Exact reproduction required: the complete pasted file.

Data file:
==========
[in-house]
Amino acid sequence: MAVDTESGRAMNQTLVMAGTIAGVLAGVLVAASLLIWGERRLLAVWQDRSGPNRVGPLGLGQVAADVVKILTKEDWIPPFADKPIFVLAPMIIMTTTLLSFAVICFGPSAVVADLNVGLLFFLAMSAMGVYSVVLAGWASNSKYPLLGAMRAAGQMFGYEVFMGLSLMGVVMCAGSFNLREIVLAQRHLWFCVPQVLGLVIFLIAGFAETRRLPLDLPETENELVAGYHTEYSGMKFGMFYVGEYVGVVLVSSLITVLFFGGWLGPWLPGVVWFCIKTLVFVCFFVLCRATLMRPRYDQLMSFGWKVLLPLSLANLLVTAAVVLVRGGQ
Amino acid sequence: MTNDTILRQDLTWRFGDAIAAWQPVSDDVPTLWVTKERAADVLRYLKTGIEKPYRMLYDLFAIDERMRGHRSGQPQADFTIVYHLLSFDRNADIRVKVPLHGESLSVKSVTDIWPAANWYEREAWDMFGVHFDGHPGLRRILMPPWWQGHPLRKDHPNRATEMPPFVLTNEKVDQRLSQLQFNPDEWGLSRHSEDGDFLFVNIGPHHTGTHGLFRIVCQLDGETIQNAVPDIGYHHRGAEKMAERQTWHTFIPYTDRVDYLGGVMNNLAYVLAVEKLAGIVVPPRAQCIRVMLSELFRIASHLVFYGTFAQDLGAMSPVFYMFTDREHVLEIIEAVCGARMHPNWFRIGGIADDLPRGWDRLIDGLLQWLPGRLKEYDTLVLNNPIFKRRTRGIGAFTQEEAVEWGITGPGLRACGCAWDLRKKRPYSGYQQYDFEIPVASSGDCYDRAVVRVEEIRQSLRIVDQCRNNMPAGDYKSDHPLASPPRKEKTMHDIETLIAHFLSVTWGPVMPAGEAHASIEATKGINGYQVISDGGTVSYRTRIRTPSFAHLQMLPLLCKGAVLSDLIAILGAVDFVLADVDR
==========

[in-house]
Amino acid sequence: MAVDTESGRAMNQTLVMAGTIAGVLAGVLVAASLLIWGERRLLAVWQDRSGPNRVGPLGLGQVAADVVKILTKEDWIPPFADKPIFVLAPMIIMTTTLLSFAVICFGPSAVVADLNVGLLFFLAMSAMGVYSVVLAGWASNSKYPLLGAMRAAGQMFGYEVFMGLSLMGVVMCAGSFNLREIVLAQRHLWFCVPQVLGLVIFLIAGFAETRRLPLDLPETENELVAGYHTEYSGMKFGMFYVGEYVGVVLVSSLITVLFFGGWLGPWLPGVVWFCIKTLVFVCFFVLCRATLMRPRYDQLMSFGWKVLLPLSLANLLVTAAVVLVRGGQ
Amino acid sequence: MTNDTILRQDLTWRFGDAIAAWQPVSDDVPTLWVTKERAADVLRYLKTGIEKPYRMLYDLFAIDERMRGHRSGQPQADFTIVYHLLSFDRNADIRVKVPLHGESLSVKSVTDIWPAANWYEREAWDMFGVHFDGHPGLRRILMPPWWQGHPLRKDHPNRATEMPPFVLTNEKVDQRLSQLQFNPDEWGLSRHSEDGDFLFVNIGPHHTGTHGLFRIVCQLDGETIQNAVPDIGYHHRGAEKMAERQTWHTFIPYTDRVDYLGGVMNNLAYVLAVEKLAGIVVPPRAQCIRVMLSELFRIASHLVFYGTFAQDLGAMSPVFYMFTDREHVLEIIEAVCGARMHPNWFRIGGIADDLPRGWDRLIDGLLQWLPGRLKEYDTLVLNNPIFKRRTRGIGAFTQEEAVEWGITGPGLRACGCAWDLRKKRPYSGYQQYDFEIPVASSGDCYDRAVVRVEEIRQSLRIVDQCRNNMPAGDYKSDHPLASPPRKEKTMHDIETLIAHFLSVTWGPVMPAGEAHASIEATKGINGYQVISDGGTVSYRTRIRTPSFAHLQMLPLLCKGAVLSDLIAILGAVDFVLADVDR